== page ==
Day 14 - 16: Charleston, SC to Ft. Pierce, FL
Finally on Thursday, Oct 21 we had the weather we were looking for to go outside.  High Pressure had moved to just west of the East Coast and an intense low pressure system was developing between Cape Hatteras and Bermuda.  This was expected to provide a strong N or NE wind flow off shore of the SE US.

The low pressure was expected to provide gale force winds, but those would stay N of our course.  We expected initially to have winds in the 10 to 20 kt range, increasing to 15 to 25 on Friday then dropping on Saturday.  By the end of the trip on Sunday we expected to be motoring or motor-sailing into Fort Pierce.

The chart on the right shows our planned course (black line).  This can best be viewed by clicking on the chart to see a full resolution image.  Our planned course paralleled the Gulf Stream and the coast, staying between each.  We hoped to pick up a counter current from the north and get a boost to the south.  It was critical that we not move into the influence of the Gulf Stream as it would push us back to the north at about 2 - 3 kts.  Even more important, with a strong NE wind the Gulf Stream will often produce very dangerous breaking seas, which are likely the source of much of the Bermuda Triangle mythology.  Therefore our course was intended to sail the most direct route to Fort Pierce, while remaining clear of the Gulf Stream.  A rhumb line course from Charleston to Fort Pierce would require sailing directly into the stream for nuch of the distance.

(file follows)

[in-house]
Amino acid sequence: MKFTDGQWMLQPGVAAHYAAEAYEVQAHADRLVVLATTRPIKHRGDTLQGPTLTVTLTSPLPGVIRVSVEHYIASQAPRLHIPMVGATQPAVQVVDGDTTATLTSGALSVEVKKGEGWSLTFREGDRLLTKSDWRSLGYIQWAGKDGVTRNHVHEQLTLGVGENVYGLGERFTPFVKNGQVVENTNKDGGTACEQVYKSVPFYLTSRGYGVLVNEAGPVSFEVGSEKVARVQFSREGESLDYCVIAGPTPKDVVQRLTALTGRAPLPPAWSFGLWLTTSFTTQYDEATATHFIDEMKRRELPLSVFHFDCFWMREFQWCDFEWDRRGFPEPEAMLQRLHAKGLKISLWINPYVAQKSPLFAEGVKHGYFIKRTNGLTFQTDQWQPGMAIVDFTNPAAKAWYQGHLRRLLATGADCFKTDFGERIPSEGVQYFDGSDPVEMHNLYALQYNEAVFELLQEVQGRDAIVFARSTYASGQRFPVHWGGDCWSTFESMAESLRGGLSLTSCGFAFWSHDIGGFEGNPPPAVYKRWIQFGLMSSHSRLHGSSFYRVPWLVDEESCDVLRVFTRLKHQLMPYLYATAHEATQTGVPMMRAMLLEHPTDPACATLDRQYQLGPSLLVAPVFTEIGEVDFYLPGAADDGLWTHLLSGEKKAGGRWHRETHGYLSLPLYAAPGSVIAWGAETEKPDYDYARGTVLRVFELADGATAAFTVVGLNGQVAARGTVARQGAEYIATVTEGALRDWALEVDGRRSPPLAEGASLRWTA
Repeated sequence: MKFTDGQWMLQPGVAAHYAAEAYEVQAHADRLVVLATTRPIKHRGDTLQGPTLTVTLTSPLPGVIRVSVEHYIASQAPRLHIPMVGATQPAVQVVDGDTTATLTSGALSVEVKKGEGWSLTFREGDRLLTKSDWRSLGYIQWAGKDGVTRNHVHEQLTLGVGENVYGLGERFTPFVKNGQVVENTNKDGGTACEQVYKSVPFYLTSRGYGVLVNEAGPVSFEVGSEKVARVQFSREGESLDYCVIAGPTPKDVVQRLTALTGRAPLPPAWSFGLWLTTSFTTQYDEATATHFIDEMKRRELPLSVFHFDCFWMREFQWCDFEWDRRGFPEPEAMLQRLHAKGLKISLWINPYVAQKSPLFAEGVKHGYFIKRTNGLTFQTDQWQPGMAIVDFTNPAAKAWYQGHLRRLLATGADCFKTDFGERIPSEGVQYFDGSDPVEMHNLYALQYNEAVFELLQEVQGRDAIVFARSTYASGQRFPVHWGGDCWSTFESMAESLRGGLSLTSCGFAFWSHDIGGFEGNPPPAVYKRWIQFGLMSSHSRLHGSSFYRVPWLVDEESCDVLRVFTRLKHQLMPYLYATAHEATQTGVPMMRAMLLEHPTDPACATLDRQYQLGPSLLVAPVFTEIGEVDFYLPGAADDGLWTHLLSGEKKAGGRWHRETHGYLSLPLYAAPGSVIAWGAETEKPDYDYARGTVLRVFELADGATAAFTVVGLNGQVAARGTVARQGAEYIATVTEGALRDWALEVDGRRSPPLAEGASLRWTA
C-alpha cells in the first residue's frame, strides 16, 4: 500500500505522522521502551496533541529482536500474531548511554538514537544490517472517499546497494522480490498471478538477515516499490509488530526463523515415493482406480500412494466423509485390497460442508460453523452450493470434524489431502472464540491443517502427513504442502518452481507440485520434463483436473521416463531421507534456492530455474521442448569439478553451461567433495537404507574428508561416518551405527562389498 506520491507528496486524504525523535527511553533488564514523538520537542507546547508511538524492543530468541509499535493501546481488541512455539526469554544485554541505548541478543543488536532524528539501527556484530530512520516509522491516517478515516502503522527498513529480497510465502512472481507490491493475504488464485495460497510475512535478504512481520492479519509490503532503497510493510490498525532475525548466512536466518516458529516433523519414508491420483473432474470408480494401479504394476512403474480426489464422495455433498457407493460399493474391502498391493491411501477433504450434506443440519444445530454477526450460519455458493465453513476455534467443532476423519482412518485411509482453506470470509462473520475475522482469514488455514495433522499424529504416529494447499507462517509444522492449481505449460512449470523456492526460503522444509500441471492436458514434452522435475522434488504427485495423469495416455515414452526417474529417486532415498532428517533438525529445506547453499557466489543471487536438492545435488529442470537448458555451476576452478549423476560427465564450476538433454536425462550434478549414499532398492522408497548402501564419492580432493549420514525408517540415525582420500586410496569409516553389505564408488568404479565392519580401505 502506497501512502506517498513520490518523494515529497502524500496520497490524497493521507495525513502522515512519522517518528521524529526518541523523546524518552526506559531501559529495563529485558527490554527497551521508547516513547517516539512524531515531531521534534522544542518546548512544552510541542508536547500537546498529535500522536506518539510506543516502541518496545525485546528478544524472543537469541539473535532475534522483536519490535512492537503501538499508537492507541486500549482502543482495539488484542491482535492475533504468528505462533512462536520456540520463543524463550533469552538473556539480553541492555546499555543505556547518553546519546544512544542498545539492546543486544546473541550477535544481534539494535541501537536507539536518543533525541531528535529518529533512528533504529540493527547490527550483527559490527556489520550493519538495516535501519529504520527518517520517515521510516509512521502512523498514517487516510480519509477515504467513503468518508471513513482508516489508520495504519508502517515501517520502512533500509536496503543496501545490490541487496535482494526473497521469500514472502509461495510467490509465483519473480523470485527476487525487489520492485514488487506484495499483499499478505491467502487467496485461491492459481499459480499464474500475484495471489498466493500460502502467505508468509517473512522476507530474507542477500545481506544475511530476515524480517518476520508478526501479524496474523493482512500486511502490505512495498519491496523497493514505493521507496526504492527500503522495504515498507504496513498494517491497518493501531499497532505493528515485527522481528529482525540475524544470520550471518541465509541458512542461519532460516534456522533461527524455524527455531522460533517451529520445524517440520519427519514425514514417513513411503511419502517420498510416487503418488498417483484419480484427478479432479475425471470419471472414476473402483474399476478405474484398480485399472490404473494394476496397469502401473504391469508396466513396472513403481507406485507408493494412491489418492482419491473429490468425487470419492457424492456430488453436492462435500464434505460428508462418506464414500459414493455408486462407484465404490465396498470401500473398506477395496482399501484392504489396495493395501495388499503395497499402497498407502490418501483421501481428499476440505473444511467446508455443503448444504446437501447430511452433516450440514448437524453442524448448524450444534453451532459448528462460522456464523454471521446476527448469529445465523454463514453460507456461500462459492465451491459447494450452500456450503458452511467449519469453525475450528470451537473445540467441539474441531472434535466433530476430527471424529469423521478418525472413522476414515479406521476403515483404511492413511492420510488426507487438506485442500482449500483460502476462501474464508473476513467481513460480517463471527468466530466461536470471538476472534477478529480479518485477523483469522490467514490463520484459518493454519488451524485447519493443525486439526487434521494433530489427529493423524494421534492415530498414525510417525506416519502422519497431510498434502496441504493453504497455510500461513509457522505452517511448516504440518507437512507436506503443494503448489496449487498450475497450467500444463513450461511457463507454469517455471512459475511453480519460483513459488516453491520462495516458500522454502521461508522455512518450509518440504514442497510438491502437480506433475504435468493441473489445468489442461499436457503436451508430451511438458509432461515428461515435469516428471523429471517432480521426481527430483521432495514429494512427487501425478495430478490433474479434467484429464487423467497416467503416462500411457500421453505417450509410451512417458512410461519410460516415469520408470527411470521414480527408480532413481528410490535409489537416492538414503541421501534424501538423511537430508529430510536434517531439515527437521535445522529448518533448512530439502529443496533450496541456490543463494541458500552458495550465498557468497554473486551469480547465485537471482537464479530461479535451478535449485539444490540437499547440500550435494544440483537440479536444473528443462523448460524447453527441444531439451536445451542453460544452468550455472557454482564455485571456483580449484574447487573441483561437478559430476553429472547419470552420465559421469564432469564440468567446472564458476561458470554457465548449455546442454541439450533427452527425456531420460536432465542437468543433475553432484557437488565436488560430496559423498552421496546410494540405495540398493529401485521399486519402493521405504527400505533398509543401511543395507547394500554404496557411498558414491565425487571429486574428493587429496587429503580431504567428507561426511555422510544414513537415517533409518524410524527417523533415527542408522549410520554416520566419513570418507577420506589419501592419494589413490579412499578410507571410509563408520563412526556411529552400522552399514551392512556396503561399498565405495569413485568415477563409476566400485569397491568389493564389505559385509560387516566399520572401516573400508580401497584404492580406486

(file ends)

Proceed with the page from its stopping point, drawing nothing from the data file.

The total distance for this course was approximately 325 nm.  At an average speed of 5 kts this trip would take about 65 hours or nearly 3 days.

We left the Charleston City Marina around noon on Thursday and motored out of the harbor and past the entrance breakwater.  Once in the open ocean we set sail on SSE course.  The wind was out of the NE, so our intended course would have been straight down wind - a slow point of sail for Sarah.  Instead we would tack down wind around the course to maintain better boat control and speed.
The Raymarine chart plotter guides our course toward Fort Pierce.  We also kept a periodic log as a backup should our electronic navigation instruments fail enroute.
As we motored out through the Charleston Breakwater we encountered the local shrimp fishing fleet.
Throughout the voyage we had periodic visits by schools of dolphins.  Several times the dolphins swam along side for nearly an hour.

Mike is in the bow observing a visiting school of dolphins.

By Friday the wind and seas were building as forecast.  Friday evening the winds were in the 20 - 25 kt range with occasional gusts to over 30 kts.  The seas were also building.  By this time most of the seas were in the 6' range with periodic larger waves in the 8' - 10' range.  This made for a rolling down wind sail, which at times made sleeping difficult, but Sarah handled the wind and seas with ease and we maintained speed between 7 and 8 kts. under full control.

By Friday we put in a second reef on the main sail, furled the genoa 40% and reefed the mizzen.

We had expected the winds to diminish by Saturday morning, but the overnight NOAA forecasts called for continuing winds in excess of 20 kts until Sunday. 


We were making great time Friday night shown on the illuminated instruments in the cockpit (bottom left).

By Saturday dawn we were off Cape Canaveral.  If we continued at this speed we would be off Fort Pierce that evening, but probably not before dark..  I have never entered any of the inlets on the Florida coast.  Although the Fort Pierce inlet is reported to be one of the best all-weather inlets, I was reluctant to plan on an entry after dark.  We decided to enter at Port Canaveral and continue to Fort Pierce on the ICW.